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English definition of “with”

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preposition uk   /wɪð/ us  

with preposition (COMPANY)

A1 used to say that people or things are in a place together or are doing something together: I was with Sylvia at the time. He lives with his grandmother. He's impossible to work with. I'm going to France with a couple of friends. Ingrid Bergman starred with Humphrey Bogart in the movie "Casablanca". I left my coat with the cloakroom attendant. Ice cream with your apple pie? Mix the butter with the sugar and then add the egg. I'll be with you (= I will give you my attention) in a moment. She's staying with her parents (= at their house) for a few months. He's been with the department (= working in it) since 2010.
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with preposition (METHOD)

A2 using something: He was shot at close range with a pistol. She wiped her lipstick off with a tissue. Fix the two pieces together with glue. Please handle this package with care. They set up a business with the help of a bank loan.
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with preposition (DESCRIPTION)

A1 having or including something: a tall woman with dark hair He's married with three children. She left school with no qualifications. He spoke with a soft Irish accent. We're an international company with offices in Paris, New York, and Sydney. Two coffees please, one with milk and one without. He arrived in Los Angeles with nothing but the clothes he was wearing. He woke up with a dreadful headache. I was second in the race with a time of 14.2 seconds. With a bit of luck, we should be back in time for dinner. Both their children graduated with degrees in economics. used at the beginning of various phrases written at the end of a letter: With best wishes from Charles. With love from Roberta. including: With your contribution, that makes a total of £45.
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with preposition (RELATIONSHIP)

B2 relating to or in the case of a person or thing: How are things with you? Russia has just drawn up a trade agreement with Norway. This hasn't got anything to do with you (= this is not something you should be interested in). The government's policies have not been popular with (= among) the voters. He's very careless with his money. She talked a lot about her relationship with Charlotte.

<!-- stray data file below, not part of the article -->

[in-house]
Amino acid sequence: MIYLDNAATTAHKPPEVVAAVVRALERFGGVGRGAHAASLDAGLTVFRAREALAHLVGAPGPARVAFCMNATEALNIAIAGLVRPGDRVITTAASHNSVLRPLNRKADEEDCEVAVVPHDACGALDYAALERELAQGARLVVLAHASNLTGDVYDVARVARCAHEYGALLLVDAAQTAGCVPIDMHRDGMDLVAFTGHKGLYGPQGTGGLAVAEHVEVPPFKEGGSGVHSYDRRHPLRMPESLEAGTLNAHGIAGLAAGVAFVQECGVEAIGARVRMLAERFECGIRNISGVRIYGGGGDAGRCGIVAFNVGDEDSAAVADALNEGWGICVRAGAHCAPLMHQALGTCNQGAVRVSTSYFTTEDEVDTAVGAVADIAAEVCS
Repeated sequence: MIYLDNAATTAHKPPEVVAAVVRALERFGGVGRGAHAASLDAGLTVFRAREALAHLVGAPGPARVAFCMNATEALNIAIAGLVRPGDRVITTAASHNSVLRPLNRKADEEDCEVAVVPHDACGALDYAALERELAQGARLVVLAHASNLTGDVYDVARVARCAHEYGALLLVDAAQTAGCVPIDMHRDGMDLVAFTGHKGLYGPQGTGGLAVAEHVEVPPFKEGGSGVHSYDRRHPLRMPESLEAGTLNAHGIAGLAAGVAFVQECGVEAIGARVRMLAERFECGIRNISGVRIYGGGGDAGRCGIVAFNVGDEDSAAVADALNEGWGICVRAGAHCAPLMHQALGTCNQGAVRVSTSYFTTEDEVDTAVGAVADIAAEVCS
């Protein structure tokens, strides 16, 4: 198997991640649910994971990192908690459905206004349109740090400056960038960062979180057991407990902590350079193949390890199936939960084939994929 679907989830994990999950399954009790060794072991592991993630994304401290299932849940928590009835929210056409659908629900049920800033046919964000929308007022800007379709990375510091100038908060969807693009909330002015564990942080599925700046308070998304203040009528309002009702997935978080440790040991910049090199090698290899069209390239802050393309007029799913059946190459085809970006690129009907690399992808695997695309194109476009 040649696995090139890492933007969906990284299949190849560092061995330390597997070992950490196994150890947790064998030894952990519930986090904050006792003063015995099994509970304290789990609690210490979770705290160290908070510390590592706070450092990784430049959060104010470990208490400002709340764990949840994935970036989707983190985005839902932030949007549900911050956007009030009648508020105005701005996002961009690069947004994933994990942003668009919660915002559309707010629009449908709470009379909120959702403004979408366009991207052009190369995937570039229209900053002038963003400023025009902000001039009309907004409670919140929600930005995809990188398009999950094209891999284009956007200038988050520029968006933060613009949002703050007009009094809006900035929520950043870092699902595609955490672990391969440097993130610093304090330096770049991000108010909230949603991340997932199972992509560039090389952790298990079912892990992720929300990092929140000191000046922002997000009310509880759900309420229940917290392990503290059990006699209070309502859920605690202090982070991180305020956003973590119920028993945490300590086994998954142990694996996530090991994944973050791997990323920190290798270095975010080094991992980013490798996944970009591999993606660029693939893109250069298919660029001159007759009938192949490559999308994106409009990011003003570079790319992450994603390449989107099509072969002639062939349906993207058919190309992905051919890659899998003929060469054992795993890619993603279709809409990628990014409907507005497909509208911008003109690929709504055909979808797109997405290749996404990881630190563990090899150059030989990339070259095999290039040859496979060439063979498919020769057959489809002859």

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with preposition (CONTAINING/COVERING)

B1 used to show what is on or in something: She'd laid the table with the best china. Her blouse was spattered with blood. The room was littered with toys. The trucks were laden with food and medicine. She filled the jug up with cream.
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with preposition (CAUSE)

B2 because of or caused by someone or something: He winced with pain. I was trembling with fear. She's been at home with a bad cold for the past week. I can't work with all that noise going on. Hopes were dashed in the war-torn capital with the news that no aid would be arriving that week. With exams approaching, it's a good idea to review your class notes. (What) with all the excitement and confusion, I forgot to say goodbye to her.
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with preposition (OPPOSITION)

against something: I ended up having an argument with her. She has fought a constant battle with depression throughout her career. The two countries went to war with one another over oil prices. A truck had evidently collided with a car.
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with preposition (SEPARATION)

used with words showing separation: I'd rather not part with my cash. He decided to put his failed marriage behind him and make a clean break with the past.
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with preposition (AND)

and, or followed by: I'd like a steak and fries with chocolate mousse to follow. $200 is payable immediately with a further $100 payable on delivery.
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with preposition (COMPARISON)

used in comparisons: I've got nothing in common with my brother. This cake's very light compared with the last one you made.
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with preposition (SUPPORT)

supporting someone or something: If you want to go for a promotion, I'll be with you all the way. You've got to decide where you stand on this issue - you're either with me or against me.
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with preposition (DIRECTION)

in the same direction as something: The wind was with me on the home stretch and I ran well.

with preposition (TIME)

at the same rate or time as something: This wine will improve with age. Stopping distances for cars vary with the speed they are travelling at.

with preposition (UNDERSTANDING)

be with sb informal to understand what someone is saying: You look puzzled - are you with me? I'm sorry, I'm not with you.

with preposition (DESPITE)

despite something: With all her faults, she's still a really good friend.

with preposition (EXPRESSIONS)

used to express a wish or instruction: Away with you! (= Go away!) Off to bed with you! (= Go to bed!) On with the show! (= Let it continue.) Down with school! (= We don't want/like it.)
(Definition of with from the Cambridge Advanced Learners Dictionary & Thesaurus © Cambridge University Press)
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